Bombax ceiba, the silk cotton tree, (শিমলু in Ahom, শিমুল in Bangla, सेमल in Hindi) is the perfect symbol of spring. It sheds its leaves in winter, and produces red flowers in spring before it sprouts new leaves. In May, as the season of vasant shades into the heat of grishma in the northern plains of India, the fruits of silk cotton burst open and release the seeds centered in feathery gliders of silky thread that give the tree its name. That is a memory from my childhood; I haven’t been in the appropriate place and time since I finished my school.
So, when we came down from the middle heights to the plains, I was impressed by this treebeard, a giant standing as tall as the canopy on the higher slope on the far side of the Darjeeling Himalayan Railway track. It could have been 50 meters in height; I could reach a bit more than a fourth of the way around the trunk with my arms. The buttressing roots reached above my head. The only way I could take a photo was to make a vertical panorama. The tree grows above the canopy in order to catch the wind it needs for seed dispersal.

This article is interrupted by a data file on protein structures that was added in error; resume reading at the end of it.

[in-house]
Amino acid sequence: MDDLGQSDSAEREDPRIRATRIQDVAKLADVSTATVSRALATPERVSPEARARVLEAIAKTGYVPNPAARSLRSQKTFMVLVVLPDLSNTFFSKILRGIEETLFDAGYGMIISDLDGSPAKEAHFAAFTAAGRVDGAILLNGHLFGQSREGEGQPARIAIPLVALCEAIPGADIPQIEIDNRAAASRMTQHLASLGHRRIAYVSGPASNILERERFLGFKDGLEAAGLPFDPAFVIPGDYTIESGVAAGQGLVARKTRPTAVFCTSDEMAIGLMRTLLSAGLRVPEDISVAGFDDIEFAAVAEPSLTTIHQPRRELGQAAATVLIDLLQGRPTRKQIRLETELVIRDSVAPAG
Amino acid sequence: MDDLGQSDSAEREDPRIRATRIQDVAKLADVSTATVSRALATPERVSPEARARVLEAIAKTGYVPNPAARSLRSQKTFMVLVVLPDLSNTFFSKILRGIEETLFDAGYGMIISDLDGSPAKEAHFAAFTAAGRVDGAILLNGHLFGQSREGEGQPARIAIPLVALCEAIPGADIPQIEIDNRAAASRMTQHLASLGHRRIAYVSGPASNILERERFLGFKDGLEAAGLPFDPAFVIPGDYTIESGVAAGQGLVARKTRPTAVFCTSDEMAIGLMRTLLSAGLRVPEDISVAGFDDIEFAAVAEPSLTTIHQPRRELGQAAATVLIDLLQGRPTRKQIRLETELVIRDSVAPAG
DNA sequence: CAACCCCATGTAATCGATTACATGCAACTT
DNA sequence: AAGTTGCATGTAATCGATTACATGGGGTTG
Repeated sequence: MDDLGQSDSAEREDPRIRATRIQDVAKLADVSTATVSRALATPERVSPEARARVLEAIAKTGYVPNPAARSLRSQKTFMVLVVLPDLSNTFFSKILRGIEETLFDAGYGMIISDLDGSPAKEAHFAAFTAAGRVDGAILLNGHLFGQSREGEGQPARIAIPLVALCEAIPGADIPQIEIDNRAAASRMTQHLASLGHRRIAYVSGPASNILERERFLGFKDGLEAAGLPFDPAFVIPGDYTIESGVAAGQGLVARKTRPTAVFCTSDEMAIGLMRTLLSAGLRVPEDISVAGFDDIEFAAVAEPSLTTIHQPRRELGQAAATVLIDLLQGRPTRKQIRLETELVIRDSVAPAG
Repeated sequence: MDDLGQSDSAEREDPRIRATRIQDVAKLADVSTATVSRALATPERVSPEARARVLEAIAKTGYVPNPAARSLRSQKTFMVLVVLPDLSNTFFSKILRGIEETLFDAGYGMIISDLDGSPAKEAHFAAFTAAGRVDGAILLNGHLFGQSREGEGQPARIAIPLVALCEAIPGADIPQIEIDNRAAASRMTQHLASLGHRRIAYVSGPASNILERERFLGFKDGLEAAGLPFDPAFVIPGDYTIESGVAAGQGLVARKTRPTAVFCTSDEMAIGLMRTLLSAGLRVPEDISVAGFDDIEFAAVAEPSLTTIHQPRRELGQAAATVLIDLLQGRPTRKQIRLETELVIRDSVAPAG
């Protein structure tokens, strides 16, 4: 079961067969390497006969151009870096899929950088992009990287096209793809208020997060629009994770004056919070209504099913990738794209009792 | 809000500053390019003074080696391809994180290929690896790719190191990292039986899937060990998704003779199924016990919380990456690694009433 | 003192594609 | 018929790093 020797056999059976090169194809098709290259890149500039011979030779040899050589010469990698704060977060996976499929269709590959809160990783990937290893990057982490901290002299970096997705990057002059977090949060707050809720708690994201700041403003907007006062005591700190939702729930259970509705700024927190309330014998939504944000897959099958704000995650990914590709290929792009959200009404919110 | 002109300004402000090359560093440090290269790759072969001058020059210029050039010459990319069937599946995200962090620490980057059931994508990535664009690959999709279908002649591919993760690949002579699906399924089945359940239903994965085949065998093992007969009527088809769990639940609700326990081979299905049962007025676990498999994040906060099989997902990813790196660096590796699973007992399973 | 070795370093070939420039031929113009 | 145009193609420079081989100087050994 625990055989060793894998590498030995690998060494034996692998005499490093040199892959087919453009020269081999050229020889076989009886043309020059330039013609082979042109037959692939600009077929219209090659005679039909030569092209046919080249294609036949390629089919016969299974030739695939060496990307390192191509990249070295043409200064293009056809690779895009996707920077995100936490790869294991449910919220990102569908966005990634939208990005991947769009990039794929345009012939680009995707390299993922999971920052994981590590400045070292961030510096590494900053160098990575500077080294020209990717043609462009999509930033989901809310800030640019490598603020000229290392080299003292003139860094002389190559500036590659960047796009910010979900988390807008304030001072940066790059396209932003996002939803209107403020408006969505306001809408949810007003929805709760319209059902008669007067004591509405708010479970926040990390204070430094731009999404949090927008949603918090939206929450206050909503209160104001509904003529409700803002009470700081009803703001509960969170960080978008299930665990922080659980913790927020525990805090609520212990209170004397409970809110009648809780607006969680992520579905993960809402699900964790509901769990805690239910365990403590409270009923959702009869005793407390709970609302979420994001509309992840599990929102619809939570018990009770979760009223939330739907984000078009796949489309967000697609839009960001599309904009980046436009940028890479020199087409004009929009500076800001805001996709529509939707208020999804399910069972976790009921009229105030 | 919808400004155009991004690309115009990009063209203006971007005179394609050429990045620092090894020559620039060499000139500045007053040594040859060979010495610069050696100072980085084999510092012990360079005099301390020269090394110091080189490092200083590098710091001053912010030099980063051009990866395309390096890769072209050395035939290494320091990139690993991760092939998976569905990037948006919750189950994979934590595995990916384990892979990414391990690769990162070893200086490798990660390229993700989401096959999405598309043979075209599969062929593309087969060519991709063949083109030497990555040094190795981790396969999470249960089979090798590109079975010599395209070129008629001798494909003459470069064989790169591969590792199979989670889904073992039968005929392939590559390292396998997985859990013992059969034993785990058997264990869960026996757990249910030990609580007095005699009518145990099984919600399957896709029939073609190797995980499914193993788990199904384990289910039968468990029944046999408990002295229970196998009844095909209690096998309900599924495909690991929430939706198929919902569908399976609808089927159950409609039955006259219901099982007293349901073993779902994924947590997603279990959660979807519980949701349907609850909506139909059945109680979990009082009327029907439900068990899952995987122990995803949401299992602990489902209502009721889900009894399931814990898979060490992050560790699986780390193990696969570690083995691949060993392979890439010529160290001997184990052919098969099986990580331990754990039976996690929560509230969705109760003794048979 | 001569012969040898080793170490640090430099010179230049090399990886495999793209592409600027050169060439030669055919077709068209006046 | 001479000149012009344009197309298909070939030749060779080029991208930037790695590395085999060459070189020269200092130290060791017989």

The wide dispersion across India of this native of rainforests made me believe that its origins are South or South-East Asian. Unfortunately, I could see very little study of its genomics and biogeography from this region. There has been intensive study in China in recent years, where it was imported in historical times from northern Vietnam (its flower is a symbol of the city of Guangzhou). I wonder when it reached Australia; it is pre-Colonial. What is the native Australian lore about it?